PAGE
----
In my Real Estate Finance courses I always stress that the rent vs buy decision should be reduced to a financial one. First decide what type of dwelling you need/want to live in, then compare the cost to rent or to buy the SAME or virtually the same house (or apt/condo, or trailer or whatever).

      You can’t financially compare renting grandma’s garage to buying a 5 bedroom home. That’s a needs/wants decision, not a financial one. (And there are probably some garages in my county that could be purchased for less than 1 month’s average salary, saving the garage dweller the monthly rental in perpetuity).

      But once you reduce the decision to strictly a financial one, all other factors being more/less equal, the equation usually becomes one of time. How many years must you remain in the owned home for the monthly cashflow savings – assuming (PITI+Maintenance-tax savings) <( Rent+Renters Insurance) – to cover the entry and exit costs and to earn an acceptable ROI on your down-payment.

      "Acceptable" can vary from person to person, but assuming good credit, low interest rates, slight appreciation/inflation, and the common price to rent ratios in my area, a 8-10% ROI (annualized) can be turned in a surprisingly short time, and higher ROIs from longer occupancies.

  14. David Goossens

    I know quite a few people in The Bay Area that are glad they bought houses in the 1990’s. The appreciation has made them millionaires. They are now cashing out and moving out of state. Like anything in REI, the anwser is usually “it depends…”

  15. walker seid

    Besides cap ex your house must appreciate 10% more for selling fees. If you live in it for 10 years and pay 5k in taxes per year it also has to appreciate 50k to break even. Its really only a good idea to buy if you are going to rent it out within a couple years of buying (passing on the expenses to the tenant) or if your good with owning a liability.

  16. Christopher Smith

    People don’t typically buy a home as an “investment” in the strict financial sense. They buy a home so they can establish themselves in an area where they want to live in a property that they can specifically tailor to their own hearts desire. That’s pretty hard to duplicate with a rental property, no matter how much you are willing to pay.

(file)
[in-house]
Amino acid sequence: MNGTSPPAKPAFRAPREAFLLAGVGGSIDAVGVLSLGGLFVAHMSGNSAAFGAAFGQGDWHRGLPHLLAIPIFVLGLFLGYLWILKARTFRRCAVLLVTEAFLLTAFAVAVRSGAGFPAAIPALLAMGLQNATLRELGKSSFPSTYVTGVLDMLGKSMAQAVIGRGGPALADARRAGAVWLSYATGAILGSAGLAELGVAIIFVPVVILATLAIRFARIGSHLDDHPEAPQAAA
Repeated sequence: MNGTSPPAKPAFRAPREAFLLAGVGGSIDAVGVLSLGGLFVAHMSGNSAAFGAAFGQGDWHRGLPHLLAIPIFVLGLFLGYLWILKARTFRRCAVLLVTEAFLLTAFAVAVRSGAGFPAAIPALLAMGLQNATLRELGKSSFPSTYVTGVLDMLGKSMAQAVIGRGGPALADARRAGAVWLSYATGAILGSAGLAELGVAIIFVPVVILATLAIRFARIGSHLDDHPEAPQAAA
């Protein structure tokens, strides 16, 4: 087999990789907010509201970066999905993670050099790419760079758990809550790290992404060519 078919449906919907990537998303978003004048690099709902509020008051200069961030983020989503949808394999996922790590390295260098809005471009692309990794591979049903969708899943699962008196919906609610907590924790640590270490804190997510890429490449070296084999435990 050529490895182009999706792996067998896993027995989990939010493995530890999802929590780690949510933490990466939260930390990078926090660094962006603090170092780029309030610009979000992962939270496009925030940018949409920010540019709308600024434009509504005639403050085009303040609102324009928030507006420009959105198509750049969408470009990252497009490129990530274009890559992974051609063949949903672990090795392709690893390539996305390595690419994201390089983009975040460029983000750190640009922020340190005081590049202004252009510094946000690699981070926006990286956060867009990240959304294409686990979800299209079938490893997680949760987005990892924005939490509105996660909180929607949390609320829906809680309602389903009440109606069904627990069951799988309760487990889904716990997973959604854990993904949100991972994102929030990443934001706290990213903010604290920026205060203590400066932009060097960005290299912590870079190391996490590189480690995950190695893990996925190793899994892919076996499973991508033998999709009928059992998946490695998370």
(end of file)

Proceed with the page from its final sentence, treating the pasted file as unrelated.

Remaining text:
I own several rental properties and have made a whole lot of money with them, but I also own a home. I bought them all at an incredibly fortunate time so I will make money on the home as well as the rentals (the home is already 2X in value from what it was 5 years ago when I bought it). However, I wouldn’t even care if I didn’t make money on the home as long as the “total” value I derived from it made it worthwhile, and I think for most folks that is the case.

    So is investing in a home the best way to maximize your financial balance sheet – no its not – but that’s not the goal for most folks, its the quality of lifestyle, family, friends and some meaningful value at the end that are at least at to some degree is unique to home ownership.

  17. Adrian Stamer

    Record low interest rates, deductible taxes and interest, stability, comfort, appreciation, HELOCs to mention a few reasons…

    But really the whole internet game is say something provactive so it goes viral and people write articles and comments etc giving you free press.

    Life is all about balance, saying wait until you have $20 million is the bank to purchase a house is an absolutely ridiculous statement. I’m assuming he didn’t even go out to eat until he had $2 million in the bank?

  18. Richard Warner

    Cardone is a fantastic mentor. He teaches and promotes people to become wealthy beyond their own belief and has a net worth we can all respect, coming from nothing. The only reason people don’t like him is because they don’t understand the information.
    No offense to Brandon, I like him! But I’m also not going to take political advice from a teenager.

  19. David Krulac

    Great Article, Brandon.
    1. It depends where you live. While in some places its a lot cheaper to own than rent, especially with rent increasing faster than prices, on the other hand the places where rents are low in relation to value, like San Francisco & Manhattan is where lots of people want to be and prices keep escalating. Areas where prices are escalating is not necessarily a bad area.